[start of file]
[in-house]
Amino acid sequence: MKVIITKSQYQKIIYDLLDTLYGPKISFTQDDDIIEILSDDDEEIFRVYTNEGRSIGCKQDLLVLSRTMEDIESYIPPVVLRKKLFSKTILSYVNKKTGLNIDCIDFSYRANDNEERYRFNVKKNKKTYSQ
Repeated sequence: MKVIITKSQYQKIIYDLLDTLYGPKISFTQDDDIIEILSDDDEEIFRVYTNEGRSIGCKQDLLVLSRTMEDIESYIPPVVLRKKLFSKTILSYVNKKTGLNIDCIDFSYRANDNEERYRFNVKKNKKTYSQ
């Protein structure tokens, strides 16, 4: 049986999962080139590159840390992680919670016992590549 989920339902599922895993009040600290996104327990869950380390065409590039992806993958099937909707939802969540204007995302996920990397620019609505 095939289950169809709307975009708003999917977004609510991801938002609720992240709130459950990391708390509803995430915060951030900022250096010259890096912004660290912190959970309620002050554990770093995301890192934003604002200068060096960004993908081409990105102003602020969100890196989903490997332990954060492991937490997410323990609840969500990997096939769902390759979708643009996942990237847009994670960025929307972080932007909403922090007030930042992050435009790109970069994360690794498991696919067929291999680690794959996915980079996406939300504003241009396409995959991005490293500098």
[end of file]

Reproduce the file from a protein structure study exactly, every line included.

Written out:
[in-house]
Amino acid sequence: MKVIITKSQYQKIIYDLLDTLYGPKISFTQDDDIIEILSDDDEEIFRVYTNEGRSIGCKQDLLVLSRTMEDIESYIPPVVLRKKLFSKTILSYVNKKTGLNIDCIDFSYRANDNEERYRFNVKKNKKTYSQ
Repeated sequence: MKVIITKSQYQKIIYDLLDTLYGPKISFTQDDDIIEILSDDDEEIFRVYTNEGRSIGCKQDLLVLSRTMEDIESYIPPVVLRKKLFSKTILSYVNKKTGLNIDCIDFSYRANDNEERYRFNVKKNKKTYSQ
């Protein structure tokens, strides 16, 4: 049986999962080139590159840390992680919670016992590549 989920339902599922895993009040600290996104327990869950380390065409590039992806993958099937909707939802969540204007995302996920990397620019609505 095939289950169809709307975009708003999917977004609510991801938002609720992240709130459950990391708390509803995430915060951030900022250096010259890096912004660290912190959970309620002050554990770093995301890192934003604002200068060096960004993908081409990105102003602020969100890196989903490997332990954060492991937490997410323990609840969500990997096939769902390759979708643009996942990237847009994670960025929307972080932007909403922090007030930042992050435009790109970069994360690794498991696919067929291999680690794959996915980079996406939300504003241009396409995959991005490293500098």